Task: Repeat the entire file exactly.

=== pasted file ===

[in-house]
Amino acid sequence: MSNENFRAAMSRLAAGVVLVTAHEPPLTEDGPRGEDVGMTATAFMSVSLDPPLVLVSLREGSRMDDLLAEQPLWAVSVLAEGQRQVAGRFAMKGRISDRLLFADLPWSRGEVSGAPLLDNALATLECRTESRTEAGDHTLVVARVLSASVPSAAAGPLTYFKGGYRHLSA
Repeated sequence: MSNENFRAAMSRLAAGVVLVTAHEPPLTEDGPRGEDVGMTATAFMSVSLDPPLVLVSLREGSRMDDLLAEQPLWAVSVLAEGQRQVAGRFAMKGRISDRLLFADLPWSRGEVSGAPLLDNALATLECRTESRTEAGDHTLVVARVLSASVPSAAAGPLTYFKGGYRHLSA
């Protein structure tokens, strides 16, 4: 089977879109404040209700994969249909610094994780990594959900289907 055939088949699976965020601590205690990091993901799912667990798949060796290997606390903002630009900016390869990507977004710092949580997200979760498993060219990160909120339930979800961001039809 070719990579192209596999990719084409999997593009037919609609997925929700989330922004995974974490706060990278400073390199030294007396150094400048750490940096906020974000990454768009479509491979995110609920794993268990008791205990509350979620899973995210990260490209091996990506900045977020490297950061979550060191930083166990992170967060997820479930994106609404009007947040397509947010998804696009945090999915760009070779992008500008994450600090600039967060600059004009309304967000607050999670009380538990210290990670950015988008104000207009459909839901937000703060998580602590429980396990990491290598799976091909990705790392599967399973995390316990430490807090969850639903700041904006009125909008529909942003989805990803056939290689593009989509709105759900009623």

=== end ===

[in-house]
Amino acid sequence: MSNENFRAAMSRLAAGVVLVTAHEPPLTEDGPRGEDVGMTATAFMSVSLDPPLVLVSLREGSRMDDLLAEQPLWAVSVLAEGQRQVAGRFAMKGRISDRLLFADLPWSRGEVSGAPLLDNALATLECRTESRTEAGDHTLVVARVLSASVPSAAAGPLTYFKGGYRHLSA
Repeated sequence: MSNENFRAAMSRLAAGVVLVTAHEPPLTEDGPRGEDVGMTATAFMSVSLDPPLVLVSLREGSRMDDLLAEQPLWAVSVLAEGQRQVAGRFAMKGRISDRLLFADLPWSRGEVSGAPLLDNALATLECRTESRTEAGDHTLVVARVLSASVPSAAAGPLTYFKGGYRHLSA
């Protein structure tokens, strides 16, 4: 089977879109404040209700994969249909610094994780990594959900289907 055939088949699976965020601590205690990091993901799912667990798949060796290997606390903002630009900016390869990507977004710092949580997200979760498993060219990160909120339930979800961001039809 070719990579192209596999990719084409999997593009037919609609997925929700989330922004995974974490706060990278400073390199030294007396150094400048750490940096906020974000990454768009479509491979995110609920794993268990008791205990509350979620899973995210990260490209091996990506900045977020490297950061979550060191930083166990992170967060997820479930994106609404009007947040397509947010998804696009945090999915760009070779992008500008994450600090600039967060600059004009309304967000607050999670009380538990210290990670950015988008104000207009459909839901937000703060998580602590429980396990990491290598799976091909990705790392599967399973995390316990430490807090969850639903700041904006009125909008529909942003989805990803056939290689593009989509709105759900009623």